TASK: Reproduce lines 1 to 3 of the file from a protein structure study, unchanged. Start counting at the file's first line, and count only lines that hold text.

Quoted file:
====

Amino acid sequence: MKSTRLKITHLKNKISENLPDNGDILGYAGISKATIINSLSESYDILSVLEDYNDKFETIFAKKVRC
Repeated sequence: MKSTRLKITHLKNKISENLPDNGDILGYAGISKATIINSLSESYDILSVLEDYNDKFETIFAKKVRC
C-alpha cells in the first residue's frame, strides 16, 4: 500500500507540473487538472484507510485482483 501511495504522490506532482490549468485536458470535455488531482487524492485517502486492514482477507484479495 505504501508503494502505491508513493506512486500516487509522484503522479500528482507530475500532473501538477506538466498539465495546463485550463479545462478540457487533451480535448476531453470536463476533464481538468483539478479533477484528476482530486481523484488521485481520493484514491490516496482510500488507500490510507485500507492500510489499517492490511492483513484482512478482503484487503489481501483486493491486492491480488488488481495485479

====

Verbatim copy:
Amino acid sequence: MKSTRLKITHLKNKISENLPDNGDILGYAGISKATIINSLSESYDILSVLEDYNDKFETIFAKKVRC
Repeated sequence: MKSTRLKITHLKNKISENLPDNGDILGYAGISKATIINSLSESYDILSVLEDYNDKFETIFAKKVRC
C-alpha cells in the first residue's frame, strides 16, 4: 500500500507540473487538472484507510485482483 501511495504522490506532482490549468485536458470535455488531482487524492485517502486492514482477507484479495 505504501508503494502505491508513493506512486500516487509522484503522479500528482507530475500532473501538477506538466498539465495546463485550463479545462478540457487533451480535448476531453470536463476533464481538468483539478479533477484528476482530486481523484488521485481520493484514491490516496482510500488507500490510507485500507492500510489499517492490511492483513484482512478482503484487503489481501483486493491486492491480488488488481495485479